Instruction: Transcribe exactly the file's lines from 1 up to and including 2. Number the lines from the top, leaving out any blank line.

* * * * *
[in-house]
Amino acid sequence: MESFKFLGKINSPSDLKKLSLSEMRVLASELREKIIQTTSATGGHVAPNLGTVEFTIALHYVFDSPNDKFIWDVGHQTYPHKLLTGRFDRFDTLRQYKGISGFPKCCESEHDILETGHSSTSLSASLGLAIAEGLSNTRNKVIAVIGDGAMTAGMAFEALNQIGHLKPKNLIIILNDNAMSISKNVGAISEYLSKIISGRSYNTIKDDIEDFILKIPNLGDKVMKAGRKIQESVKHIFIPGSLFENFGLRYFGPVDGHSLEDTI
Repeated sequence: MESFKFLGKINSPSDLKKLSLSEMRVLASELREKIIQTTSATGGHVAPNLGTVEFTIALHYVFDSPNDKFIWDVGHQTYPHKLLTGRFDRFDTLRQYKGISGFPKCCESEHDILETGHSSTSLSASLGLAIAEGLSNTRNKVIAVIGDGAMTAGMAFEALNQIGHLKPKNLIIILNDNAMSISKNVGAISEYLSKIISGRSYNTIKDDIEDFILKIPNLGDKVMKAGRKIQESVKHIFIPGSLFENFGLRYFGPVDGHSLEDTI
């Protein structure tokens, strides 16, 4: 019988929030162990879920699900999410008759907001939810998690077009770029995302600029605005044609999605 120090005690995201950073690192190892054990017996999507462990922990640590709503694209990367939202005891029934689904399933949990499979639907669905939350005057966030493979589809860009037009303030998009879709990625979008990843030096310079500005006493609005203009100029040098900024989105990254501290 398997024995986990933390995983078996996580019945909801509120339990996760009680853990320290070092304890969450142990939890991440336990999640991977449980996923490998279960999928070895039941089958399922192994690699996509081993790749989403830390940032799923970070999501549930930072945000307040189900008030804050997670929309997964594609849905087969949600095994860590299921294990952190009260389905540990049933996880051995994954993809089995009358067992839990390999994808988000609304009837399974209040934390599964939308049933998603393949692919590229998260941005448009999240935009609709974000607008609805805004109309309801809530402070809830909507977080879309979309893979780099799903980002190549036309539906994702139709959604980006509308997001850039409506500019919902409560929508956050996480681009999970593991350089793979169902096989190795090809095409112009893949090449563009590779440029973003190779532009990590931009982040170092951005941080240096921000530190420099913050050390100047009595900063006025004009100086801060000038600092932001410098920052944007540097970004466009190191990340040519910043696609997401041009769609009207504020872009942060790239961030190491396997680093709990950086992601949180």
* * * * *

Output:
[in-house]
Amino acid sequence: MESFKFLGKINSPSDLKKLSLSEMRVLASELREKIIQTTSATGGHVAPNLGTVEFTIALHYVFDSPNDKFIWDVGHQTYPHKLLTGRFDRFDTLRQYKGISGFPKCCESEHDILETGHSSTSLSASLGLAIAEGLSNTRNKVIAVIGDGAMTAGMAFEALNQIGHLKPKNLIIILNDNAMSISKNVGAISEYLSKIISGRSYNTIKDDIEDFILKIPNLGDKVMKAGRKIQESVKHIFIPGSLFENFGLRYFGPVDGHSLEDTI